Free Energy Landscapes of Membrane Transport Proteins

PI Benoit Roux, Argonne National Laboratory/University of Chicago

Tier 1 Science Project


Membrane transport proteins are a unique class of macromolecular biological systems that play a critical role in numerous aspects of cell function. A distinct feature of those molecular processes is the existence of large conformational changes, often in response to, or in concert with, the surrounding chemical environment. A complete understanding of how these proteins carry out their function will thus rely heavily on characterizing these transitions. However, such conformational pathways are inherently difficult to determine directly from experiment due to the involvement of transient, short-lived states. Progress on this front will ultimately be possible only by maintaining a strong link between computational and experimental efforts.

The main interest here will be to determine the free energy landscapes of large membrane proteins, especially P-type (e.g., the Na+/K+ pump) and F/V-type ATPases (e.g., the Fo/Vo unit of ATP synthase). In this project, researchers will use atomistic computational models to determine the free energy landscape of large-scale conformational transitions for both the NaK pump and Fo-ATPase. The necessary simulations will build upon existing structural data from crystallography and provide meaningful connections to measurements on real, dynamical systems. Missing structural data will naturally be predicted by string method simulations and subsequently characterized to assess validity and potential importance for experimental observations.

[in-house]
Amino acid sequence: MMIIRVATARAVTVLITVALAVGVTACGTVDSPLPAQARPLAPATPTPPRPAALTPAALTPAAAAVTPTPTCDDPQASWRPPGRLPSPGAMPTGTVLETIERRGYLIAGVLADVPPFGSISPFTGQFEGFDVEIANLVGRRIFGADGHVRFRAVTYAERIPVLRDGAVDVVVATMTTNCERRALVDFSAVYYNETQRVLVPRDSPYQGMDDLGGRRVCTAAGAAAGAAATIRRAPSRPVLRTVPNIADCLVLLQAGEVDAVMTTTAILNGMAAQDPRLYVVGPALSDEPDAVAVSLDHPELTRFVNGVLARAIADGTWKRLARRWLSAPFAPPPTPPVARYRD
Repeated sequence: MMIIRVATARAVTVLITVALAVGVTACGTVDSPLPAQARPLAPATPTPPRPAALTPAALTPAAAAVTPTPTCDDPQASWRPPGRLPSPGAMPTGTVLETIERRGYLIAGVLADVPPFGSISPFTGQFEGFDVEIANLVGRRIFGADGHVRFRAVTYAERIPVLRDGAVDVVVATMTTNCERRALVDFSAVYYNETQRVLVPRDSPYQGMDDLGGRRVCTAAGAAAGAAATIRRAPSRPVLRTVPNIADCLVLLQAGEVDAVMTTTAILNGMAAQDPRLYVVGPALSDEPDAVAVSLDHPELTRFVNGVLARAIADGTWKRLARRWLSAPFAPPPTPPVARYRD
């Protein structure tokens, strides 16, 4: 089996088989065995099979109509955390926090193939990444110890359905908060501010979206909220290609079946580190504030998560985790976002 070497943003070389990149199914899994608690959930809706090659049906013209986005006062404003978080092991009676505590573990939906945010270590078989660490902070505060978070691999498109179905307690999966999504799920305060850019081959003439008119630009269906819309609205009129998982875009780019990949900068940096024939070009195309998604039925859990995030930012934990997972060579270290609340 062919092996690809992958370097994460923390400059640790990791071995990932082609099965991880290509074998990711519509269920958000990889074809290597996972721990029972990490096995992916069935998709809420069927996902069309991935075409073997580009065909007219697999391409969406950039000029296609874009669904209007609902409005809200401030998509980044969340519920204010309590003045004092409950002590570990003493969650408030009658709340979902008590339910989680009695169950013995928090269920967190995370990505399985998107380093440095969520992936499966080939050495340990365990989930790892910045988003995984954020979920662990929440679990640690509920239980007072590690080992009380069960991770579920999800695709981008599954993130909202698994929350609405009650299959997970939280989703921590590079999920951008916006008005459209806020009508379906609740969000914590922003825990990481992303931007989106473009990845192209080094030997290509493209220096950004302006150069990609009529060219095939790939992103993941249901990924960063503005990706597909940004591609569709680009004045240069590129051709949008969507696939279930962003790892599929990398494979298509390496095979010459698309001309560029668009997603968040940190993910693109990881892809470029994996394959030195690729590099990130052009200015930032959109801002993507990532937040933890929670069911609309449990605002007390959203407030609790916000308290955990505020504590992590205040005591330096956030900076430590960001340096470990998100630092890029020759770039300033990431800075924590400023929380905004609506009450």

A large array of simulation techniques will be used on this ambitious project. While long-standing methods, such as umbrella sampling and replica exchange, are now staples of the biomolecular simulation community, newer approaches, such as string simulations with swarms of trajectories and hybrid MD/Monte Carlo constant pH protocols, will also be employed.

Impact: An atomistic picture of membrane transport proteins is a critical component for understanding a broad range of biological functions. This work will utilize computational models to provide both detailed visualizations of large protein motions as well as quantitative predictions into the energetics of these processes.

Problem Scale